All civil society groups participating in the on-going EU-ASEAN Civil Society Forum, including co-chairs International Federation for Human Rights (FIDH) and FORUM-Asia, and those who have decided to pull out from the process, including Human Rights Watch (HRW), Front Line Defenders (FLD) and Protection International (PI), wish to express their dismay at the invitation of Myanmar junta representatives in the EU-ASEAN human rights dialogue on October 3. We urge both the EU and ASEAN to reconsider this decision and to disinvite any representative of the Myanmar junta.
We deeply regret the invitation of junta representatives, which contradicts the approach taken by both the EU and ASEAN in reaction to the February 2021 military coup in Myanmar that overturned the November 2020 general elections and the junta’s brutal crackdown on pro-democracy activists and ethnic minorities, as well as on civil society groups, human rights defenders, trade unions, journalists, and political opponents. We reject in the strongest possible terms any effort that may be perceived as legitimizing the junta.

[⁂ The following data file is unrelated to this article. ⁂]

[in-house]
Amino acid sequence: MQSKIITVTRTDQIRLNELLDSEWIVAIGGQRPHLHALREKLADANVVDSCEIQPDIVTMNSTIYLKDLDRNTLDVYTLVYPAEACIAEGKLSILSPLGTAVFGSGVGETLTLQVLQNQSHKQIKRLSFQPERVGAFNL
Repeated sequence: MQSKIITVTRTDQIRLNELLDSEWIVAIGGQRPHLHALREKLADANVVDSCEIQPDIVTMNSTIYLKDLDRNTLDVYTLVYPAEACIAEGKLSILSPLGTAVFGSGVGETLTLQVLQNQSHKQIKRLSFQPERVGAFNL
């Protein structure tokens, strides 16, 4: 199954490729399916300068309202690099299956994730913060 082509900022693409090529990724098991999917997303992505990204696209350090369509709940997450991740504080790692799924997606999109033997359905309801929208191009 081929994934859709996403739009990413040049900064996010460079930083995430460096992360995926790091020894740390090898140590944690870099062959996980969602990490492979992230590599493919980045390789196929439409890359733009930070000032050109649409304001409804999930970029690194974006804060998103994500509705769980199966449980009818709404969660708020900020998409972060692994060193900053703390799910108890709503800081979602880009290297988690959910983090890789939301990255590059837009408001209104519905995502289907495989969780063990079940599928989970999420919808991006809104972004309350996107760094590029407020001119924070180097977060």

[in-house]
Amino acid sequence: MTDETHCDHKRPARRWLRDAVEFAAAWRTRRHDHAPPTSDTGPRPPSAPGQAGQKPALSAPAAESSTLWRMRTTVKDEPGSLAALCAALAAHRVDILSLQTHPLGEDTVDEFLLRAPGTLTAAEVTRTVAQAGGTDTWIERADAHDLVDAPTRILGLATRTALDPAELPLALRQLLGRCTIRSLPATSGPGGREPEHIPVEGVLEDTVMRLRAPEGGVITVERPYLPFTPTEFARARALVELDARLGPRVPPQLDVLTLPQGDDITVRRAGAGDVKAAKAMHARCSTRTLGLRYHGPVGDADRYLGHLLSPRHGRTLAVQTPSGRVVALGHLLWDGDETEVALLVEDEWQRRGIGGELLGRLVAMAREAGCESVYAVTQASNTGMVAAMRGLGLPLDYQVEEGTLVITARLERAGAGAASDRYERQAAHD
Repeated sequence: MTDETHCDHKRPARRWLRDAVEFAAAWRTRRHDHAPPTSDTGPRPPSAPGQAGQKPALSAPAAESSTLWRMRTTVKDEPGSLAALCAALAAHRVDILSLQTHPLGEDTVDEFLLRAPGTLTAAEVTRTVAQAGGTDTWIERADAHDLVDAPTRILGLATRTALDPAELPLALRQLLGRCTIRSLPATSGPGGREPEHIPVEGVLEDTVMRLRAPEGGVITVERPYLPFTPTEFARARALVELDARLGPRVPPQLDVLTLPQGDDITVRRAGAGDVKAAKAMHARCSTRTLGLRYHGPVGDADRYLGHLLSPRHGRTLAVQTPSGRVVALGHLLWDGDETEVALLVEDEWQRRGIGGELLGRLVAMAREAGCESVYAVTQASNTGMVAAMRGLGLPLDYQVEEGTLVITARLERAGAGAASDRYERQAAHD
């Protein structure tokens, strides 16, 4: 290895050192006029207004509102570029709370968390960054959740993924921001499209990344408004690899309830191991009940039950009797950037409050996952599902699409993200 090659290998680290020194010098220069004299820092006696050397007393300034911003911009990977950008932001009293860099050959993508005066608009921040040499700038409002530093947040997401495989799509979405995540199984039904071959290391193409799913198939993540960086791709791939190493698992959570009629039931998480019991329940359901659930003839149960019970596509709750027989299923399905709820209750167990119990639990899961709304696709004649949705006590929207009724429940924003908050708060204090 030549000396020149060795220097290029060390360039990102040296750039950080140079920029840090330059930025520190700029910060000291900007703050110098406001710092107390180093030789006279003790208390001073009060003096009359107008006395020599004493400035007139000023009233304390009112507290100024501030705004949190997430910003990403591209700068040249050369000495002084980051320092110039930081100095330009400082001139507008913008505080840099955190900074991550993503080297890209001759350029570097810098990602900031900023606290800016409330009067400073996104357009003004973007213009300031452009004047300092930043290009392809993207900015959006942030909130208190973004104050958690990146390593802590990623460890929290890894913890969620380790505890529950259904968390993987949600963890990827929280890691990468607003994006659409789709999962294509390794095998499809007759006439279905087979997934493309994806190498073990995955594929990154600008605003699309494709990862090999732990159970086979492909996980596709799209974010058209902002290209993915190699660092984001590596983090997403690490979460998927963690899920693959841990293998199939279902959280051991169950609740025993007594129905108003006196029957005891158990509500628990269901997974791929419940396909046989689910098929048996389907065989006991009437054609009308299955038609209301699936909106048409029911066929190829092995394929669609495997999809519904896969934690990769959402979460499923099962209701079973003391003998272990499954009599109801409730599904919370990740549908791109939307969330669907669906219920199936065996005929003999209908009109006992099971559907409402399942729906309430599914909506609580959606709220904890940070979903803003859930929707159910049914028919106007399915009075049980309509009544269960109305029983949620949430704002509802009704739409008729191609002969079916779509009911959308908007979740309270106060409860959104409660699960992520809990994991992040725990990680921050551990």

The European Union has taken a principled approach to the human rights crisis in Myanmar: it has decided not to recognize the junta, has adopted targeted sanctions against individuals and entities responsible for horrific abuses committed by the junta, and has played a leading role in the establishment of the UN Independent Investigative Mechanism on Myanmar. ASEAN has excluded junta representatives from summits and ministerial meetings, and Indonesian President Joko Widodo, who currently chairs ASEAN, has proposed that Myanmar junta representatives be excluded from other ASEAN gatherings.
The last-minute decision to invite junta representatives to the human rights dialogue is therefore not only shameful but also incomprehensible, as it seems to undermine efforts by the EU and ASEAN to reverse the worsening human rights situation in Myanmar.
We urge both sides to seriously reconsider this invitation and exclude the junta representatives from the EU-ASEAN human rights dialogue. This would send a clear and principled message to the Myanmar military that while it continues its litany of atrocities it has no business sending a representative to a human rights dialogue. It would allow the EU and other ASEAN representatives to hold more open and frank discussions on how to better respond to the human rights crisis in Myanmar, exchanging more freely on shortcomings in either bloc’s approach. It would also address safety concerns that some CSO Forum representatives may perceive, and strengthen the credibility of the EU-ASEAN human rights dialogue.